Thanks for reminding me why I stopped purchasing meat at the grocery store. I have been purchasing meat from a local butcher in Holland but if you are ever in need of getting rid of some beef, I would love to be your customer!

  • tif

    oh I just love idea of having your freezer full of your own meats. I wish~ we had room! how fun would it be to just watch cows grow up… I love my chickens… and would love to have a pig and goats… but my hubby says no. Our neighbors would probably say no as well…
    but, I do grow a mean broccoli, beans, and sunflowers.
    my next adventure may be in bees. That sounds fun!!!

  • Whitney Sweet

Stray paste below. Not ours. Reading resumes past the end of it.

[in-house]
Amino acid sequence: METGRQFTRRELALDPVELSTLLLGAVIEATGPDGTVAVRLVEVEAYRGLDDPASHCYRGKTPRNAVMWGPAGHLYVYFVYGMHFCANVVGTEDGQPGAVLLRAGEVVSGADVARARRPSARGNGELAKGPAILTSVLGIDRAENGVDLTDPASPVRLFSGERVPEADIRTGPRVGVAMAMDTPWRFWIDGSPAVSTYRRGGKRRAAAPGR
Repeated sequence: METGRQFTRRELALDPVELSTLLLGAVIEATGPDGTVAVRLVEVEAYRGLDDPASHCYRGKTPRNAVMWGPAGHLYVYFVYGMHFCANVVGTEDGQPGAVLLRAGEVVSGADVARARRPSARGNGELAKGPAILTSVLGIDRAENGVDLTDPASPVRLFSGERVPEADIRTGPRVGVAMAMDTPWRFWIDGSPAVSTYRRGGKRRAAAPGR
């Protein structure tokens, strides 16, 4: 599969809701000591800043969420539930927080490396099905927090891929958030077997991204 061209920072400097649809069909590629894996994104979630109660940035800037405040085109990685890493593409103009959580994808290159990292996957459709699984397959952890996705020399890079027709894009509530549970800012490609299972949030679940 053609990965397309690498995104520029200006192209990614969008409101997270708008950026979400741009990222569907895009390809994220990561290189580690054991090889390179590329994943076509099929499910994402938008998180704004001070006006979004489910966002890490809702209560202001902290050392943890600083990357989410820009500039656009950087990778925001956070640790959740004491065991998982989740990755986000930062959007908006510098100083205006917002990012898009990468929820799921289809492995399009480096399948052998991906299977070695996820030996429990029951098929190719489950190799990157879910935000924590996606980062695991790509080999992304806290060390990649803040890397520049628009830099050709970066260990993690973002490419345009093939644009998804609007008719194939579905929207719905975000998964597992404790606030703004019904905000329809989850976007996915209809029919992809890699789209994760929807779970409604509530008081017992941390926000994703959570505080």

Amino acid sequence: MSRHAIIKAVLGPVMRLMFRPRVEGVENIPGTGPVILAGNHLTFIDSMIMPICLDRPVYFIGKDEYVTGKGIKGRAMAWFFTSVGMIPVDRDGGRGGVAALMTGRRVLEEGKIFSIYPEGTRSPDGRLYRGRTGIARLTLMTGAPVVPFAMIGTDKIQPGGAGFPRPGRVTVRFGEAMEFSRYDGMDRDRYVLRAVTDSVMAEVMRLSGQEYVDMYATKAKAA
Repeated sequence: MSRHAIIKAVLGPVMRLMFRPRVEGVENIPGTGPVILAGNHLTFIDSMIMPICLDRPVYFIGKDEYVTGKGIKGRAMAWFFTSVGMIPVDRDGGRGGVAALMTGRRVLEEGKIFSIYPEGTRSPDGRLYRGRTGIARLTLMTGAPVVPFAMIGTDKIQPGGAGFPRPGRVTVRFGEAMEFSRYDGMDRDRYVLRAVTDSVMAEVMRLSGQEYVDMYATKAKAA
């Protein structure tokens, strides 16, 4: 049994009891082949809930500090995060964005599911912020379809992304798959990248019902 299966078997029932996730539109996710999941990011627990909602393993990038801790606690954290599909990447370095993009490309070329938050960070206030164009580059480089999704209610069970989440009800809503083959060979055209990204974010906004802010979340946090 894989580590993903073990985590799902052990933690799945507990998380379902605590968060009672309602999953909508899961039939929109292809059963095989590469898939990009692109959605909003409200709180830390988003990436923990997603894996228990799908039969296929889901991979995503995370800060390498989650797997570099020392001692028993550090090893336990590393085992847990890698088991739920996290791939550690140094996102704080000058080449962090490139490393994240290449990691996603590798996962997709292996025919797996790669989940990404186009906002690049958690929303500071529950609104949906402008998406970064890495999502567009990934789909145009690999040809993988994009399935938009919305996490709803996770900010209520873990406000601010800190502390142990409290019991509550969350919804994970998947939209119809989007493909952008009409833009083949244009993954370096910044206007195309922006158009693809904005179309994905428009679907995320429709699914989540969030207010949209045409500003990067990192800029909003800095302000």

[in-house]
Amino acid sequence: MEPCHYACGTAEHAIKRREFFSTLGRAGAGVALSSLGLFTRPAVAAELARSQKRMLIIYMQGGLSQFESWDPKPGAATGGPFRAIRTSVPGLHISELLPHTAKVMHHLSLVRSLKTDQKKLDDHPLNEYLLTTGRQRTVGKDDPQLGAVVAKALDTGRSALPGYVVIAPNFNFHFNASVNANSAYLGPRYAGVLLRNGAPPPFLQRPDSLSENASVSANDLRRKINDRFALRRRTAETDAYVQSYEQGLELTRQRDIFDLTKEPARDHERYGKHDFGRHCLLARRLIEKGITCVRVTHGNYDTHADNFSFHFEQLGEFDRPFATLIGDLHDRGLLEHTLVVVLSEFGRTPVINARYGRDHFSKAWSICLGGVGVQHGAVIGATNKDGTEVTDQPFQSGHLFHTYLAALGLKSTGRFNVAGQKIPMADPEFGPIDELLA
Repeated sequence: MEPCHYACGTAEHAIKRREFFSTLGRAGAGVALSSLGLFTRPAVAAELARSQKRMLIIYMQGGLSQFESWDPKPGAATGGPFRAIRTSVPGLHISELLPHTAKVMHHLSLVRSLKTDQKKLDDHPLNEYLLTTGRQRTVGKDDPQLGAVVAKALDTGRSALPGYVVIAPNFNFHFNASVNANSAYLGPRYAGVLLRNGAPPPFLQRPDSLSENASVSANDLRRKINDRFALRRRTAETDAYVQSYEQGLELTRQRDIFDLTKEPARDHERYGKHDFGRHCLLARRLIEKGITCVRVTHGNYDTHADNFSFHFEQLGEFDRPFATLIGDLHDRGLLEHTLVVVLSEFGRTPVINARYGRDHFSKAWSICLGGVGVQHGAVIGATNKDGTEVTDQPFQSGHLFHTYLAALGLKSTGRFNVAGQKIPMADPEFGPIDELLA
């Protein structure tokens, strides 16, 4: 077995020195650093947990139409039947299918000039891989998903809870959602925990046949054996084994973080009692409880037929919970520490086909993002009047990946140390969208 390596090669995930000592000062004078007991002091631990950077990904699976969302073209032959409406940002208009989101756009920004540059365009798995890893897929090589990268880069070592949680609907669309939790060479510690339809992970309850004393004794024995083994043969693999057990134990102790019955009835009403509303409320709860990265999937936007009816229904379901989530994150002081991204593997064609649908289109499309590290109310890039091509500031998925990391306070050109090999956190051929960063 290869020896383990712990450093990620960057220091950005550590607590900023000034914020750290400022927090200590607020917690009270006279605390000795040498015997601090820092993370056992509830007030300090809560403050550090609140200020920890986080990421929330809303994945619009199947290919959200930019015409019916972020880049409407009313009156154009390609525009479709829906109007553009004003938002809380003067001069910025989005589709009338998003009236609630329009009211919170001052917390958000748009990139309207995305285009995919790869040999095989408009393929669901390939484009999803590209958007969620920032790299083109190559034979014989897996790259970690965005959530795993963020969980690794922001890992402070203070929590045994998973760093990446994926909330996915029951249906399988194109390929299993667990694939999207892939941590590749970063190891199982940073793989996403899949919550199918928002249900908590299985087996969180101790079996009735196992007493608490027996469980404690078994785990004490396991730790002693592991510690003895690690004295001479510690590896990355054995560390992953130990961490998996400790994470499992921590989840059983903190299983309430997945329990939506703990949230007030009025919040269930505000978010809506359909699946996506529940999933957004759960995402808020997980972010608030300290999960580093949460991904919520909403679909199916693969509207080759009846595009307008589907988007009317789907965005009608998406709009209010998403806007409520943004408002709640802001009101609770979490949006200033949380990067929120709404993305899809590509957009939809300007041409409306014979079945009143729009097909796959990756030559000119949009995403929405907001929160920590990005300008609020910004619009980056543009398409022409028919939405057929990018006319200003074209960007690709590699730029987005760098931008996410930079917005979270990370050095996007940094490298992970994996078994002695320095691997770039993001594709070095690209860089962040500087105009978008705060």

I, simply, without any other words, adore this. I bought a stuffed sewn chicken…to tell a friend I love her….. from you a year, or so, ago. I don’t know if I found you first through a mutual, Elly Conant, friend, or happened to buy something from a person that happened to know a friend of mine? But, BUT! I LOVE THIS POST!! My husband too looks darn good on a tractor. I love things like cows, open spaces, chickens, babies, love, and “the great slow down”, as I call it. There are “farmer’s guts” that are undeniable if you’ve got them. Not many do. I do. You do. I completely appreciate that. Well done Farmer Minded Friend. What you are doing matters. To me at least….not that that matters. Thank you for sharing your farmer guts with the world. Truly.